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Dr. Russell Blaylock, M.D.
Dr. Russell Blaylock, author of The Blaylock Wellness Report newsletter, is a nationally recognized board-certified neurosurgeon, health practitioner, author, and lecturer. He attended the Louisiana State University School of Medicine and completed his internship and neurological residency at the Medical University of South Carolina. For 26 years, practiced neurosurgery in addition to having a nutritional practice. He recently retired from his neurosurgical duties to devote his full attention to nutritional research. Dr. Blaylock has authored four books, Excitotoxins: The Taste That Kills, Health and Nutrition Secrets That Can Save Your Life, Natural Strategies for Cancer Patients, and his most recent work, Cellular and Molecular Biology of Autism Spectrum Disorders. Find out what others are saying about Dr. Blaylock by clicking here.
Tags: too much | calcium | harmful

WEEKLY TIP: Too Much Calcium Can Be Harmful

Thursday, 20 May 2010 10:16 AM EDT

Getting enough calcium is important, but like many things in the body, too little is bad and too much is bad — it has to be just right. Older people are especially vulnerable. Many senior citizens gobble up calcium supplements, not knowing — and neither do their doctors — that an excess can disrupt a number of important cell processes. (My report "Stop Aging Naturally" will give more in-depth ways to slow the relentless march of time.)

Too much calcium has even been associated with the following conditions:

• Cancer growth
• Migraine headaches
• Strokes
• Brain injury
• Damage by infections
• Immune function abnormalities
• High blood pressure (hypertension)
• Heart disease
• Diabetes

Calcium is one of the most important molecules that help carry chemical messages into the body's cells. In fact, it is the most abundant universal cell-signaling molecule, especially for brain cells. Changes in the amount of calcium entering and being distributed within cells can dramatically alter how they function. Calcium can even trigger apoptosis, a signal that causes cells to self-destruct and die.

Scientists are becoming aware that as we begin to age, our cells begin to lose some of their ability to control the amount of calcium in our cells — something we call calcium homeostasis. This can disrupt a number of important cell processes, eventually affecting cells all over our body, particularly brain cells.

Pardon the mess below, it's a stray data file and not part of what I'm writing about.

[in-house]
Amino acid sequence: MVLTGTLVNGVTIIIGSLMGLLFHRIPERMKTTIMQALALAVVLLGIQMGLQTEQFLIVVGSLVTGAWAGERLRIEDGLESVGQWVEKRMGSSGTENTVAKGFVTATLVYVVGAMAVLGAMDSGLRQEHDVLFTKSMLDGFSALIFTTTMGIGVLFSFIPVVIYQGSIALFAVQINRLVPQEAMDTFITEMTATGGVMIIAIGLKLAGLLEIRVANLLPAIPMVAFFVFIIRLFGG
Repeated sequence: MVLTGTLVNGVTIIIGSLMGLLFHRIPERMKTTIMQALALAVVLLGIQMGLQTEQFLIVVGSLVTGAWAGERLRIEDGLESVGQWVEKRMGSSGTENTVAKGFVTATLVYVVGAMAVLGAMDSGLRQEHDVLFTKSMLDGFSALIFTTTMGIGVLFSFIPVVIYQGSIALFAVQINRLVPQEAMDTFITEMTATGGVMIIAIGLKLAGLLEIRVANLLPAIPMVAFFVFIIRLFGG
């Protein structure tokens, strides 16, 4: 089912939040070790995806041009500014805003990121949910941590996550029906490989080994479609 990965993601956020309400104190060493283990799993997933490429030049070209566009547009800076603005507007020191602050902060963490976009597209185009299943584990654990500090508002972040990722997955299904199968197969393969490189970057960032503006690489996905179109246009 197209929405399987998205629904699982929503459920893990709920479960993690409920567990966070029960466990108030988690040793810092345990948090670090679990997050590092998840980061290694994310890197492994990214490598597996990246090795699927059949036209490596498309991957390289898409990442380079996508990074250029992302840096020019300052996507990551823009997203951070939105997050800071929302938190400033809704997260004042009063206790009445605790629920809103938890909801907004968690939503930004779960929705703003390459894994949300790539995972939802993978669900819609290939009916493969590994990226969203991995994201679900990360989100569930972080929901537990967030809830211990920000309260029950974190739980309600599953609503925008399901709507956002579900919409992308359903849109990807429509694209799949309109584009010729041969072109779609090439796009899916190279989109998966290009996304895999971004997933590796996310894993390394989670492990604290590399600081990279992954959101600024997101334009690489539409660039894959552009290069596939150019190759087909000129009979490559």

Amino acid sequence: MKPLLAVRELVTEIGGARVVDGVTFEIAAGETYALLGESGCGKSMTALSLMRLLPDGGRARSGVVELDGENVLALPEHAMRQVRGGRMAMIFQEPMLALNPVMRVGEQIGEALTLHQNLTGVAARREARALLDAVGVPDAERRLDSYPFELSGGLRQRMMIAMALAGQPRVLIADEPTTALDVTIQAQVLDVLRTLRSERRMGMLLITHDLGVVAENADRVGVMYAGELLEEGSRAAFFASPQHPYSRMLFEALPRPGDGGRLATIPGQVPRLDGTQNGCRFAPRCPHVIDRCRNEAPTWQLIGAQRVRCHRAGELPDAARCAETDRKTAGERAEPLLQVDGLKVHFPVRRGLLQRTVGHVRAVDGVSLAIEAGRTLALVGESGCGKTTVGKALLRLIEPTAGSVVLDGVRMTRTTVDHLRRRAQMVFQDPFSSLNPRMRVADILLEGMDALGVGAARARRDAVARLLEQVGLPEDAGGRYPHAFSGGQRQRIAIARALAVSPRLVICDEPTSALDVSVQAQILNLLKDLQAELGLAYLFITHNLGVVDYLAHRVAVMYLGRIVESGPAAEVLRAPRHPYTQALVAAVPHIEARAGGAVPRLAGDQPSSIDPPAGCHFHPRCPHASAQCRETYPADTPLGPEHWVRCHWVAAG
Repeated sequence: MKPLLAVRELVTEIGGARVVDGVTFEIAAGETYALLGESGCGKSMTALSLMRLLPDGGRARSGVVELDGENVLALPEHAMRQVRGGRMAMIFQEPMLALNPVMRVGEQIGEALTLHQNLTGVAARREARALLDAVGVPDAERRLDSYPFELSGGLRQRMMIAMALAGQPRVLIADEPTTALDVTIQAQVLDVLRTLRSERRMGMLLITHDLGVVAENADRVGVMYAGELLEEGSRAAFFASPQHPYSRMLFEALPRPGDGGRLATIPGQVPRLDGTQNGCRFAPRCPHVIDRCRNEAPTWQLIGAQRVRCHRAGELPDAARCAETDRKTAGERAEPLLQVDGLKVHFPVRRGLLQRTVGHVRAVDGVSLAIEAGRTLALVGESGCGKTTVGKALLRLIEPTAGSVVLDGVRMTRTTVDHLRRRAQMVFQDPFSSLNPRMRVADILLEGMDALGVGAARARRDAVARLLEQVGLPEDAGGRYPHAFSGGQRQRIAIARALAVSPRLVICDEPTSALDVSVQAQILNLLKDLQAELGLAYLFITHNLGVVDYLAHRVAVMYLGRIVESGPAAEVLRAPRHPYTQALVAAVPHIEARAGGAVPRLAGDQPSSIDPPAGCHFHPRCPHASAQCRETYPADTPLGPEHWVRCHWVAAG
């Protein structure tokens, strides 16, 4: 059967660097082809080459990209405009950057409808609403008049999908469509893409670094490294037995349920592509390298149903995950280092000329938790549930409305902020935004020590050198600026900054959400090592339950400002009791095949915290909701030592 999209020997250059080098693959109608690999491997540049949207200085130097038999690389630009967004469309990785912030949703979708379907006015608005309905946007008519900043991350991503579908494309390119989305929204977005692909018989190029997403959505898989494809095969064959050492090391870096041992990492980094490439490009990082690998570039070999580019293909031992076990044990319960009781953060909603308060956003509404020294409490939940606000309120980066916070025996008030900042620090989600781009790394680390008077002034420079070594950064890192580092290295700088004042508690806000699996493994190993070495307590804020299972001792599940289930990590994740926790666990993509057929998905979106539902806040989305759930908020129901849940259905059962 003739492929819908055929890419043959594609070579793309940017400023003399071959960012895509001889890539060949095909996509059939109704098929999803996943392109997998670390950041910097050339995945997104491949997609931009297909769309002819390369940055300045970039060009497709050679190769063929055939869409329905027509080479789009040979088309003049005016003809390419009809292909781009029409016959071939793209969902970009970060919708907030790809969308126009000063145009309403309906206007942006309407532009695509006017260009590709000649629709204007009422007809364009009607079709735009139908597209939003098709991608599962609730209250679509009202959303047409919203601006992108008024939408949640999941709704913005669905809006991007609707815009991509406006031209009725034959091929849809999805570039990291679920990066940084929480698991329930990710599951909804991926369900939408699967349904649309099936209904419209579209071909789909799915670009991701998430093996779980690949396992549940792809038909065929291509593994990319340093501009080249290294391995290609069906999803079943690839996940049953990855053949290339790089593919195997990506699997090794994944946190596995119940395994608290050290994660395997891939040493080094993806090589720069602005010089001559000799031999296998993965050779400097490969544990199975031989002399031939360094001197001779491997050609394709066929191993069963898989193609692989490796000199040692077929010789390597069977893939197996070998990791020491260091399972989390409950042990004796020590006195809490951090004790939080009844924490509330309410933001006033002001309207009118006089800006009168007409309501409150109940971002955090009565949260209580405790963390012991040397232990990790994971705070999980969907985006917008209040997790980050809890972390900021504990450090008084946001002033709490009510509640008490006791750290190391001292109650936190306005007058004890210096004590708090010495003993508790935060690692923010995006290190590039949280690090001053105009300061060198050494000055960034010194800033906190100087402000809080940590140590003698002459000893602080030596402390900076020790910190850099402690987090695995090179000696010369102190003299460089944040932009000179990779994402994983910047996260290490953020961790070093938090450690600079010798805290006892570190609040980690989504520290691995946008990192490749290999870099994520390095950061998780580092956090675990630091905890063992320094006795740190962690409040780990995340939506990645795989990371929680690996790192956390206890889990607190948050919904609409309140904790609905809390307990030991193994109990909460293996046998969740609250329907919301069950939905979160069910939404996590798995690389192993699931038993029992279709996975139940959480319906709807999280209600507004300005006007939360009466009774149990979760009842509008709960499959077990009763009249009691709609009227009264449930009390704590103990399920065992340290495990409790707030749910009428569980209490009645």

In men, high calcium intake (more than 1,500 mg a day) from any source significantly increases the risk of developing highly invasive prostate cancer, although combining higher doses of vitamin D3 with calcium supplements will reduce many of the adverse effects.

In fact, combining calcium with vitamin D3 has been shown to significantly improve heart muscle function, even more than supplementing with vitamin D3 alone, without having to use high doses of calcium. For the latest information on how to protect your heart, see my report "New Heart Revelations."

In general, restrict calcium supplementation to no more than 1,000 mg a day. Many women take doses as high as 1,500 to 2,000 mg a day. If the amount of calcium from their food and drink is added, especially in those who use soy milk, their total intake can be close to 5,000 mg a day — far too much.

But isn't drinking milk important to build strong bones? Hippos, giraffes, elephants, and rhinos don’t drink milk after weaning, and they have very strong bones. Many foods are great sources of calcium — spinach is one.

In general, after age 40 no more than 1,000 mg of supplemental calcium is required for good health. As for osteoporosis, it is not caused by calcium deficiency. Instead, it is caused by a vitamin D3 deficiency in developed countries. To learn more about the numerous health benefits of this amazing vitamin, read my special report "Vitamin D's Hidden Role in Your Health."

© HealthDay

Getting enough calcium is important, but like many things in the body, too little is bad and too much is bad — it has to be just right.
too much,calcium,harmful
Thursday, 20 May 2010 10:16 AM
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